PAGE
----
The image is much as before but perhaps a touch sharper, clearer, and more natural. The colors are bright, strong, and deep, maybe a tad dark but that only reinforces the dark tone of the film. The anamorphic widescreen image ratio measures just slightly less than its 1.85:1 theatrical dimensions and nicely fills out a 16x9 television. There's little to complain about here.

Fox audio engineers have remixed the movie's stereo soundtrack in multichannel and made it available in Dolby Digital 5.1 or DTS 5.1 surround. In the DD 5.1, the sound can be harsh and forward at louder levels but otherwise conveys a good front-channel stereo spread, though providing minimal rear-channel information.

Disc one includes the feature presentation; thirty-six scene selections, but no chapter insert; English, French, and Spanish spoken languages; and English and Spanish subtitles. The main bonus item on the disc is an audio commentary by David Cronenberg that is worth a listen. He's quite serious and very focused. His comments never stray from the film and are most informative and insightful, more so than many such directors' notes. His initial comments on Goldblum and Davis, for example, who were going to together at the time of the film's production, are more in depth than one would expect. Furthermore, he tells us throughout his commentary that he wanted to avoid the crude scientific errors of the original "Fly." He goes on later to say that he wanted to show in his new version of the story an upside to being an insect, because just having the head of a fly as in the old movie had no advantage except on Halloween. So he liked the idea of Brundle acquiring greater strength, greater mental and physical agility, and greater sexual potency. Then he ends by summarizing what he sees as the film's major themes and messages. Fair enough. I wish more directors were as perceptive and forthcoming in their commentaries as Cronenberg is in this one.

Incidentally, I liked the little fly buzzing around the opening warning screen as well as the discs' various menu screens. Clever gimmick.

Disc two includes all the expected extras we find in special editions, and more. Let's start with the "more." Namely, we get an all-new documentary, "Fear of the Flesh: The Making of The Fly," covering the three stages of "The Fly" production (labeled "Larva," "Pupa," and "Metamorphosis"). It's an amazing two hours and forty-two minutes long and divided into ten chapters, counting its branching clips (which can also be viewed separately). The documentary contains comments from everyone involved with the production with the odd exception of Cronenberg himself. In addition, there is "The Brundle Museum of Natural History," wherein creature-effects designer Chris Walas guides us on a tour of design concepts and special-effects materials housed in the Bob Burns collection.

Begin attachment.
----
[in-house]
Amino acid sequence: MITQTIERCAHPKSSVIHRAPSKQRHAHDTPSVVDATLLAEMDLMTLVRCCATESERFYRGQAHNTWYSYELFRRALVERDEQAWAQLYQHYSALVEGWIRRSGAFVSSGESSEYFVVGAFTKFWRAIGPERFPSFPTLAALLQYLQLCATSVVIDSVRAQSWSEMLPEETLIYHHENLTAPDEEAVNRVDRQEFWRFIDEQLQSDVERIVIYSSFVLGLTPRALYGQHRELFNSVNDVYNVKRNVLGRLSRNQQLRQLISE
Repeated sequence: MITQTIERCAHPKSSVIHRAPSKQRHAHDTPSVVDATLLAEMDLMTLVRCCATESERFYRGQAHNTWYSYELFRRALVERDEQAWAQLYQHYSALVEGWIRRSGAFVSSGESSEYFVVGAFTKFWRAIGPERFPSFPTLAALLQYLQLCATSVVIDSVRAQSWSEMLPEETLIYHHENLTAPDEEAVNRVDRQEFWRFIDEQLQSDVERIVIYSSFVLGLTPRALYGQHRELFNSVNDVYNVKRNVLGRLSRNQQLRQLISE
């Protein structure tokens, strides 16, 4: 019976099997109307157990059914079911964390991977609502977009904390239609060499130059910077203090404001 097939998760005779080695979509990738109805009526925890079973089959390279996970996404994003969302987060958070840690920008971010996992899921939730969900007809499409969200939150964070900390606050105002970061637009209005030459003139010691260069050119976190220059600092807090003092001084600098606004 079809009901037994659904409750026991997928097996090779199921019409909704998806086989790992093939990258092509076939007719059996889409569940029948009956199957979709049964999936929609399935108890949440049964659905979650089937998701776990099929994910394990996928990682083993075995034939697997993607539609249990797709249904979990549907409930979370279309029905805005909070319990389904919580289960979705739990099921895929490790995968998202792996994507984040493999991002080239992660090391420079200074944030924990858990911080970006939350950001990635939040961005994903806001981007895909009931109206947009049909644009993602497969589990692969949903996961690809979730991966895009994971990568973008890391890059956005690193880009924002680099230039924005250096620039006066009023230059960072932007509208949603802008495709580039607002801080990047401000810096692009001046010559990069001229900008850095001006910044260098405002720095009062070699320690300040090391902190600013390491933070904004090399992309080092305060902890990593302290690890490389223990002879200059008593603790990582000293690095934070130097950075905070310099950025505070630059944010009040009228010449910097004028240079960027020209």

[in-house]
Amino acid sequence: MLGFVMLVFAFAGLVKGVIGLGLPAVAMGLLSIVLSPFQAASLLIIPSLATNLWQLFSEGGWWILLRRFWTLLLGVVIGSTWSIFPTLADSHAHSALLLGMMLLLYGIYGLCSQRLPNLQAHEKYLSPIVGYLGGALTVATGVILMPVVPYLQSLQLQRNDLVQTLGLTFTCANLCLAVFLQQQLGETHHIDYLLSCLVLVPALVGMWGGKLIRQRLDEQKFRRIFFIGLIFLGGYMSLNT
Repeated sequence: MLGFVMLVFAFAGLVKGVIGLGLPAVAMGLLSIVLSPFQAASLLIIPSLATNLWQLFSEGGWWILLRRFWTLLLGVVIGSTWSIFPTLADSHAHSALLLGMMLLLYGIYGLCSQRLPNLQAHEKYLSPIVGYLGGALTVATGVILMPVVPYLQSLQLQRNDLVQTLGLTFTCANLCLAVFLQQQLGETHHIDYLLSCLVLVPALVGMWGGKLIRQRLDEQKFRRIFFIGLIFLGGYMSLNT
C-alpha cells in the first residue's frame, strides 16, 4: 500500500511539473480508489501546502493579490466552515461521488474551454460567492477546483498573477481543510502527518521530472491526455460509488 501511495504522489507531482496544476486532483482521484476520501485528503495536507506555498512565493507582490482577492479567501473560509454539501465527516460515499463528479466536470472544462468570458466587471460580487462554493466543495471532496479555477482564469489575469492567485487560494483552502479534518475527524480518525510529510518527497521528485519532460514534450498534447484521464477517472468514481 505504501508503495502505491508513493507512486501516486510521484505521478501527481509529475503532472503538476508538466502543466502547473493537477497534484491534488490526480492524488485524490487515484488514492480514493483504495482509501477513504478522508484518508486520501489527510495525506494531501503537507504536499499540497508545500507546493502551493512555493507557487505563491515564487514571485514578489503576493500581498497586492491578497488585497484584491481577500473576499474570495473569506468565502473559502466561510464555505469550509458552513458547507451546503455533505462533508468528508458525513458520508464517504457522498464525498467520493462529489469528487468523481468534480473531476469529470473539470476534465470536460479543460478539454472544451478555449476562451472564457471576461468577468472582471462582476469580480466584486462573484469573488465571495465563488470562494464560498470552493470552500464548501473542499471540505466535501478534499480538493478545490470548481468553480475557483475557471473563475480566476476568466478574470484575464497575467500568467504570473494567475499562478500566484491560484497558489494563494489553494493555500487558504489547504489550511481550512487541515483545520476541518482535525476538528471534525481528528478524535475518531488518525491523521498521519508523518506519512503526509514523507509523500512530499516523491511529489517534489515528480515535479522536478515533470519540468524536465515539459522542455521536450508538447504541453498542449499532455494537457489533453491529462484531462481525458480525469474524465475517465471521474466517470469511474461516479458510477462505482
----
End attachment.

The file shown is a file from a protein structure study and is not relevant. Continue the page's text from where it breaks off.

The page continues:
Then, we get five fairly lengthy deleted and extended scenes, all of them with storyboard and script comparisons, one in script form only, which include a never-before-seen alternate ending. Next, are five segments of test footage (makeup and visual effects), followed by a mountain of text from written works, including George Langelaan's original short story, Charles Edward Pogue's original screenplay, David Cronenberg's screenplay rewrite, plus interactive articles (stills with video clips) from "Cinefex" and "American Cinematographer" magazines.

The final section of extras contains two promotional featurettes--an electronic press kit and a profile of David Cronenberg; a lobby-card gallery; still photo galleries for publicity, behind-the-scenes glimpses, and special effects; and original teasers, trailers, and TV spots for the new "Fly," the original "Fly," "Return of the Fly," and "The Fly II." It is an impressive assemblage of bonus materials.

Parting Thoughts:
There is still one thing I missed in Cronenberg's version of "The Fly," however, that was a hallmark of the 1958 production. Namely, I missed that little fly caught in the cobweb at the end of the earlier film. You remember, the one with the human head that's crying out, "Help me, help me." Alas, some things will just never be the same.


Film Value